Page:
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Evil Yaoi Girls Club

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Bandages and Battlefields [Lifeline] [Oct. 17th, 2005|02:45 pm]
Evil Yaoi Girls Club

eygc

[empressmish]
[mood |contemplative]

Until today, I hadn't opened this book in almost seven or eight years -- the memories and thoughts kept here were a bittersweet reminder of one of the happier times of my life. When it finally sunk in that I wouldn't be making any more visits to The Inne, I closed the cover and tucked it away. I'd still take it out every once in a while, in the hope that if I wished hard enough, that I could go back -- but I never did; and so I finally put away in the bottom of my old footlocker, almost forgotten until now.

I'm still not sure as to why the Inne decided to bring me back after all this time. Childman said something about a creature who was trying to gain access to it through the portals that brought us there. After ten years' time, I wouldn't have believed that the portal still worked, but apparently we were all still linked to one, even if it was dormant.

The Inne . . . why now? Why after all this time? Because of the attacks? That must be why. What other reason could there be? White Oaks seemed to have finished with the six of us a long time ago, so I really can't believe any other reason than that.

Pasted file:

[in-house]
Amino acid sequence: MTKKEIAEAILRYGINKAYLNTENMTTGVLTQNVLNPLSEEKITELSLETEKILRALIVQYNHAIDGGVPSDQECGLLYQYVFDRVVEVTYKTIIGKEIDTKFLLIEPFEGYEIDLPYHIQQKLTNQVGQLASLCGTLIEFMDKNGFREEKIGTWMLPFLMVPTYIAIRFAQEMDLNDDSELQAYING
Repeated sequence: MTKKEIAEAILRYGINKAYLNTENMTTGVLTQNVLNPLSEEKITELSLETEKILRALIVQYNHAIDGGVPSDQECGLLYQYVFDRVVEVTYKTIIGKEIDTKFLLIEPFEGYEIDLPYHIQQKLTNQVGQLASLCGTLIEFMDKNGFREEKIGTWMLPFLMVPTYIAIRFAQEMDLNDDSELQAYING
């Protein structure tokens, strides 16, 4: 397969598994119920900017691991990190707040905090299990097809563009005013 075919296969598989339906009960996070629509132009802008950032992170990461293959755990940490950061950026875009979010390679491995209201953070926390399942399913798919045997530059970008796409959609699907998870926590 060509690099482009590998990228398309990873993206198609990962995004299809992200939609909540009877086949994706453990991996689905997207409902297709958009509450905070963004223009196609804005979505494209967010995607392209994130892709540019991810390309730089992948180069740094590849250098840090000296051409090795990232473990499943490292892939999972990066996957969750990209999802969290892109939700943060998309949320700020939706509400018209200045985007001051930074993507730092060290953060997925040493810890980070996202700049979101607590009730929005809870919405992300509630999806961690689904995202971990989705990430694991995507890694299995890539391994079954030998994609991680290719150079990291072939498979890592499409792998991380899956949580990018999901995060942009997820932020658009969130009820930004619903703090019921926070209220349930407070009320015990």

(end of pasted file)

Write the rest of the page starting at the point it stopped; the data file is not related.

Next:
Ten years . . . ten years to get over the pain of losing five people who had been very important to me. The only way I could deal with it was to not think about it -- to bury it and pretend that it was all some kind of delusional dream state. I know that wasn't fair to them, but its all I could do. As time passed, I gave up hope of ever seeing them again and forced myself to move on with my own life.

Bree was the first person that I felt anything for after that. She was like a whirlwind, blowing into my life and turning it upside down. "Hurricane Brittney". That's what I used to call her sometimes, which would make her giggle and joke about sweeping me away if I wasn't careful. But the truth is, she did sweep me away.

Despite her sometimes shallowness, Bree was really a very good person deep down -- someone with a good heart who sometimes just didn't know when too much was too much. But that was Brittany, that was her way -- to always do things to the max, even if they went over to the top sometimes.

I'm not even sure how we ended up getting engaged. We had been together for some time -- several years -- when it just kind of happened. After that much time with someone, it's kind of expected I guess. We never really seriously talked about getting married, although people would always joke about me making an "honest woman" out of her some day. I'd see Bree's green eyes light up at things like that, even though she never really said anything about it.

We were sitting at breakfast one day when it just kind of came out, when she said something about us maybe getting married. We'd gone to a wedding just the day before, one of her old college sorority sisters, and Bree had been talking about it almost non-stop. I didn't really think anything of it at the time and told her that I thought I'd like that. Next thing I knew she was on her feet, wrapping her arms around me and telling me how happy she was and that she couldn't wait to call her father and tell him.